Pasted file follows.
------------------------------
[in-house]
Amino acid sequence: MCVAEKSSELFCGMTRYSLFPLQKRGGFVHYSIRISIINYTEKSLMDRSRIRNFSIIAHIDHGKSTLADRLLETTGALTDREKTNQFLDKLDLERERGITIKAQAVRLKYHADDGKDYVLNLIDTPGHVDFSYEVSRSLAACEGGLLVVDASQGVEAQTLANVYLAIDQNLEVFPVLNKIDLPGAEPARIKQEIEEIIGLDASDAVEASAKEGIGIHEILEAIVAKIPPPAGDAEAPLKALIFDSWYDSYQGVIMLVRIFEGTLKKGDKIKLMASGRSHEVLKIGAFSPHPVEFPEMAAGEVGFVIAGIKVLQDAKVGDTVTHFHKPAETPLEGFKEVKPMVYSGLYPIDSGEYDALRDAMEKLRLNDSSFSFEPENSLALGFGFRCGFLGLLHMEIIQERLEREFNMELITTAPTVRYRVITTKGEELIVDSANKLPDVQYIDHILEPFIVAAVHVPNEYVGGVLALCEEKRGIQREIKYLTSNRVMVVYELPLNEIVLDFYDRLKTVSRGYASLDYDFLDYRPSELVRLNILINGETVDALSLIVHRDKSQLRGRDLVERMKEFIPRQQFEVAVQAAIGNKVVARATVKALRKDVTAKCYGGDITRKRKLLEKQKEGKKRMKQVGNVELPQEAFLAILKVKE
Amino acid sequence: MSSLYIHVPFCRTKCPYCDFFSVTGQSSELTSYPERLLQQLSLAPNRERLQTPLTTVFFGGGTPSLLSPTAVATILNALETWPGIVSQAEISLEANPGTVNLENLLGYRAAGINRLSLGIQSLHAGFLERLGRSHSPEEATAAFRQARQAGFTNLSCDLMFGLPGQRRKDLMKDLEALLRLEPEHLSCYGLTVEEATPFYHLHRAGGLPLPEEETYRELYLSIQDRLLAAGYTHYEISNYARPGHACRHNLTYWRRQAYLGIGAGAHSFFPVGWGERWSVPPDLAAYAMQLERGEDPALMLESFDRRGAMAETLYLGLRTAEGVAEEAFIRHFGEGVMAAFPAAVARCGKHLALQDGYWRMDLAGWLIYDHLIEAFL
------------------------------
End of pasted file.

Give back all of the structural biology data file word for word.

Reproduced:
[in-house]
Amino acid sequence: MCVAEKSSELFCGMTRYSLFPLQKRGGFVHYSIRISIINYTEKSLMDRSRIRNFSIIAHIDHGKSTLADRLLETTGALTDREKTNQFLDKLDLERERGITIKAQAVRLKYHADDGKDYVLNLIDTPGHVDFSYEVSRSLAACEGGLLVVDASQGVEAQTLANVYLAIDQNLEVFPVLNKIDLPGAEPARIKQEIEEIIGLDASDAVEASAKEGIGIHEILEAIVAKIPPPAGDAEAPLKALIFDSWYDSYQGVIMLVRIFEGTLKKGDKIKLMASGRSHEVLKIGAFSPHPVEFPEMAAGEVGFVIAGIKVLQDAKVGDTVTHFHKPAETPLEGFKEVKPMVYSGLYPIDSGEYDALRDAMEKLRLNDSSFSFEPENSLALGFGFRCGFLGLLHMEIIQERLEREFNMELITTAPTVRYRVITTKGEELIVDSANKLPDVQYIDHILEPFIVAAVHVPNEYVGGVLALCEEKRGIQREIKYLTSNRVMVVYELPLNEIVLDFYDRLKTVSRGYASLDYDFLDYRPSELVRLNILINGETVDALSLIVHRDKSQLRGRDLVERMKEFIPRQQFEVAVQAAIGNKVVARATVKALRKDVTAKCYGGDITRKRKLLEKQKEGKKRMKQVGNVELPQEAFLAILKVKE
Amino acid sequence: MSSLYIHVPFCRTKCPYCDFFSVTGQSSELTSYPERLLQQLSLAPNRERLQTPLTTVFFGGGTPSLLSPTAVATILNALETWPGIVSQAEISLEANPGTVNLENLLGYRAAGINRLSLGIQSLHAGFLERLGRSHSPEEATAAFRQARQAGFTNLSCDLMFGLPGQRRKDLMKDLEALLRLEPEHLSCYGLTVEEATPFYHLHRAGGLPLPEEETYRELYLSIQDRLLAAGYTHYEISNYARPGHACRHNLTYWRRQAYLGIGAGAHSFFPVGWGERWSVPPDLAAYAMQLERGEDPALMLESFDRRGAMAETLYLGLRTAEGVAEEAFIRHFGEGVMAAFPAAVARCGKHLALQDGYWRMDLAGWLIYDHLIEAFL